Home Secretary Priti Patel has been accused of leaving the “nation’s doors unlocked” to alarming new coronavirus variants amid calls to strengthen border protections.
Boris Johnson has said that ministers will be bringing in measures to ensure people arriving in the UK are tested but Labour and some senior Tory MPs have called for further action as England entered its third national lockdown.
Ministers are understood to be considering introducing a requirement for international arrivals to have a negative coronavirus test in the 72 hours before travelling to Britain in order to tackle surging cases. Hauliers would be exempt.
Currently arrivals into England from nations that are not exempted under the travel corridor programme must isolate for 10 days.
But under the test and release scheme introduced in December, this can be shortened if they have a private test five days after their departure and it comes back negative.
Meanwhile Labour shadow home secretary Nick Thomas-Symonds wrote to Ms Patel calling for an “urgent review and improvement plan” as he raised concerns over checks on arrivals who are meant to be quarantining.
Mr Thomas-Symonds wrote: “It is especially worrying given the concerns regarding mutation of the virus that emerged in South Africa, which the Health Secretary rightly said is ‘incredibly worrying’.
“However, the lack of a robust quarantine system as a result of shortcomings from the Government mean that it is virtually impossible to keep a grip on this spread or other variants that may come from overseas, leaving the UK defenceless, and completely exposed, with the nation’s doors unlocked to further Covid mutations.”
The Home Office defended its “stringent measures”, and pointed to its move to stop direct flights from South Africa to the UK amid concerns over a new coronavirus variant in high prevalence there.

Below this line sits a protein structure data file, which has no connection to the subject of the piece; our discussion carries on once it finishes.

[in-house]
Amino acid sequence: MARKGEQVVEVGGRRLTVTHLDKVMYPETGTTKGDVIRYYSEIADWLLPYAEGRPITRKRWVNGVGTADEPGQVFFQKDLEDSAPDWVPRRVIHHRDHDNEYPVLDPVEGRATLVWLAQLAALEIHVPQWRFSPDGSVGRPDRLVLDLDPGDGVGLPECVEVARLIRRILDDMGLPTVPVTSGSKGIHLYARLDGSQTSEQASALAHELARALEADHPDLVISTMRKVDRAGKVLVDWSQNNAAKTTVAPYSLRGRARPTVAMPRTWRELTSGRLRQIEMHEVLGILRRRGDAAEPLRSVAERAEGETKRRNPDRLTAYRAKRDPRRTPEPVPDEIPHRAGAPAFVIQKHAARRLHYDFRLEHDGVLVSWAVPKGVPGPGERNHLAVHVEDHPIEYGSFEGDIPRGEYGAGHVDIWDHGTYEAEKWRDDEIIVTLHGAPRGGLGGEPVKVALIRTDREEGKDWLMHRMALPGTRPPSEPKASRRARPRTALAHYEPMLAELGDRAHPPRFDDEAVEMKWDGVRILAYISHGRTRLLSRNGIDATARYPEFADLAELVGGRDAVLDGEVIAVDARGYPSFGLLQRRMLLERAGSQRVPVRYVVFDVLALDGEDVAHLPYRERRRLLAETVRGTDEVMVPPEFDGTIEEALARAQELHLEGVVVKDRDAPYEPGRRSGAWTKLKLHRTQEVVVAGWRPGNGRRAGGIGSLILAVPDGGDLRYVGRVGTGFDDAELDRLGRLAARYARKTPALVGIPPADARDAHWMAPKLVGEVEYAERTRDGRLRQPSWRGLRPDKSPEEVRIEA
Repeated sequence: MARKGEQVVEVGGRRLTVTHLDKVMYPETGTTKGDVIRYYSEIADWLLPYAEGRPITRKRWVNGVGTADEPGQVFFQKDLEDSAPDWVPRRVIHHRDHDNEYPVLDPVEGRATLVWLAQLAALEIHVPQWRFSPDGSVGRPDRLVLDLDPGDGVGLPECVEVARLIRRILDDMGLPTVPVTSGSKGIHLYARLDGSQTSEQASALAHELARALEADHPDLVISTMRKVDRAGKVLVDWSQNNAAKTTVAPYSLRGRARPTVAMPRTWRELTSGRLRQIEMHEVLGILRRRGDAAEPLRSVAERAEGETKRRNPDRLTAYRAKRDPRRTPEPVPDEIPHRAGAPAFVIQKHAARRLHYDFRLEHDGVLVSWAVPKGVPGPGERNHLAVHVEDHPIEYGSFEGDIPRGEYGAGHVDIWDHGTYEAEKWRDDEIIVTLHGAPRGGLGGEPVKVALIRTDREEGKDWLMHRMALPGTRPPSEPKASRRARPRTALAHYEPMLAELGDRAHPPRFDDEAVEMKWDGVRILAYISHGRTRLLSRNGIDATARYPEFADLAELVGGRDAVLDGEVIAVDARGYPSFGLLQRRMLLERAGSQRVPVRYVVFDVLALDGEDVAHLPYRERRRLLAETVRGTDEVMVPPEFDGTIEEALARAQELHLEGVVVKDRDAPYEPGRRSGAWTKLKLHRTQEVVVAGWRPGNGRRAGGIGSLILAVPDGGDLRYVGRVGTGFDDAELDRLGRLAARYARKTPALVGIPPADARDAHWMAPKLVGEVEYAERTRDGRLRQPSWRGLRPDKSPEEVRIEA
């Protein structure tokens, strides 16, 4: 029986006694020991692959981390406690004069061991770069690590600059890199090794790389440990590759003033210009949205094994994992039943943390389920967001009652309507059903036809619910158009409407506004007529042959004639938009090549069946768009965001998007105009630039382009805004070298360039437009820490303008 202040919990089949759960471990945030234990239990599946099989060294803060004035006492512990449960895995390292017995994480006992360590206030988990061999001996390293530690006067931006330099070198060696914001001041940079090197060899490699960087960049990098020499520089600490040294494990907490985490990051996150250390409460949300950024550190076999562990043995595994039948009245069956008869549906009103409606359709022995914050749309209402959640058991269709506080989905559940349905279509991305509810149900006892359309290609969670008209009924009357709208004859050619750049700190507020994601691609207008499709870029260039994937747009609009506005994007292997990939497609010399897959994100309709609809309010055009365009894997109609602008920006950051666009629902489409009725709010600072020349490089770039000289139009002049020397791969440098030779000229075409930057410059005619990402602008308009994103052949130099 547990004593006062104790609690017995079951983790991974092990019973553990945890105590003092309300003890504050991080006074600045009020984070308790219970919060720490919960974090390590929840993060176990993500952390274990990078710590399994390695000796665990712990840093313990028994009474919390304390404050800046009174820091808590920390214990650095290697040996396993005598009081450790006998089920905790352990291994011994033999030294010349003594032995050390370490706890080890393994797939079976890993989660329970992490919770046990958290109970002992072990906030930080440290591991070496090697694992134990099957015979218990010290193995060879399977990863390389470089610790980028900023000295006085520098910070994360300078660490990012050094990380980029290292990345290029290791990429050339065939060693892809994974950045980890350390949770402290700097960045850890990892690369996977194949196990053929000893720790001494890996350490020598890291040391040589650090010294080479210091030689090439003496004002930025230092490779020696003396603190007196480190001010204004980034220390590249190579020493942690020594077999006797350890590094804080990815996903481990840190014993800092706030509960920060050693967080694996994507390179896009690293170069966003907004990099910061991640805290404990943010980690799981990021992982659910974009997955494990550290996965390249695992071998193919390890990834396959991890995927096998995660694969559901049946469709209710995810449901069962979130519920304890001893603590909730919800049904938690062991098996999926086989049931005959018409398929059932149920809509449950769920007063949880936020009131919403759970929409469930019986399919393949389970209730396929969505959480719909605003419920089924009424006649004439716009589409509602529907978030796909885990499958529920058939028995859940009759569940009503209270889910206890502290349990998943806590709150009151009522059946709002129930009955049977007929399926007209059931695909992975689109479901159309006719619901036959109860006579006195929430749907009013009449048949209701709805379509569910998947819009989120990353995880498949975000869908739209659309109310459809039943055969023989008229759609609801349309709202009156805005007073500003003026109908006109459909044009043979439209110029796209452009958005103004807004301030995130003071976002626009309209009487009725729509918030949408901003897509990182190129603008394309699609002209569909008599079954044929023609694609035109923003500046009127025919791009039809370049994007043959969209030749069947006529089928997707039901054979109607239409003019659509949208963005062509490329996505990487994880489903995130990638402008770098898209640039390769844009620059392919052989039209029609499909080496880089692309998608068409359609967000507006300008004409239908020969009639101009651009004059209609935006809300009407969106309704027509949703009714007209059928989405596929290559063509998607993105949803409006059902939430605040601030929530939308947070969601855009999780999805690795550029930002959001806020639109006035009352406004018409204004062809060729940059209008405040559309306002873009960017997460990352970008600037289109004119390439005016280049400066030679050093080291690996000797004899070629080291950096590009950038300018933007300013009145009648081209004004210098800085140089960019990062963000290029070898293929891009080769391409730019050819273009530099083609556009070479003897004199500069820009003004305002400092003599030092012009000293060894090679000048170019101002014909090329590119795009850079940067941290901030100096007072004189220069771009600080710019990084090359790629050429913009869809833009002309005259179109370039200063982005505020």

Mr Thomas-Symonds told Ms Patel protection against variant strains arriving from overseas was “effectively non-existent”, pointing to Government figures suggesting just 3% of arrivals expected to quarantine in England and Northern Ireland were successfully contacted by compliance checkers in the summer.
A Government spokesman responded: “The figures in this letter are inaccurate. Border Force have conducted more than three million spot checks and PHE (Public Health England) have been contacting a further 1,500 people each day.
“We are determined to reduce the spread of coronavirus. Our stringent measures, such compulsory Passenger Locator Forms and spot checks both at the border and during quarantine periods, have seen a high level of compliance.”
Concerns are particularly high over the South African variant because it is not only thought to be more contagious but there are fears it could affect the current vaccines, unlike the novel strain that has achieved high prevalence in England.
Direct flights to the UK from South Africa were suspended last month and many new arrivals who have been there in the previous 10 days will not be permitted entry.
Conservative former health secretary Jeremy Hunt on Monday called for the closure of the borders, with an “off-the-scale” winter crisis brewing within the NHS.
Ahead of the Prime Minister’s statement on Monday announcing the lockdown, the chairman of the Commons Health and Social Care Committee wrote on Twitter : “Time to act: thread on why we need to close schools, borders, and ban all household mixing RIGHT AWAY.”
The SNP’s home affairs spokeswoman Joanna Cherry accused the Government of “repeating the same mistakes” by not introducing “effective” restrictions at the border.
“The UK Government must stop all but essential travel, and introduce a far more rigorous system of health checks and quarantining at the border,” she said.
The Prime Minister told the Downing Street press conference on Tuesday that the Government will be “bringing in measures to ensure that we test people coming into this country and prevent the virus from being readmitted”.
During the first lockdown, the Government argued against introducing border restrictions while the prevalence was so high in the UK, with experts arguing it would do little to bring down infection rates.
A quarantine period, however, was introduced in June after the first peak and when cases were more under control.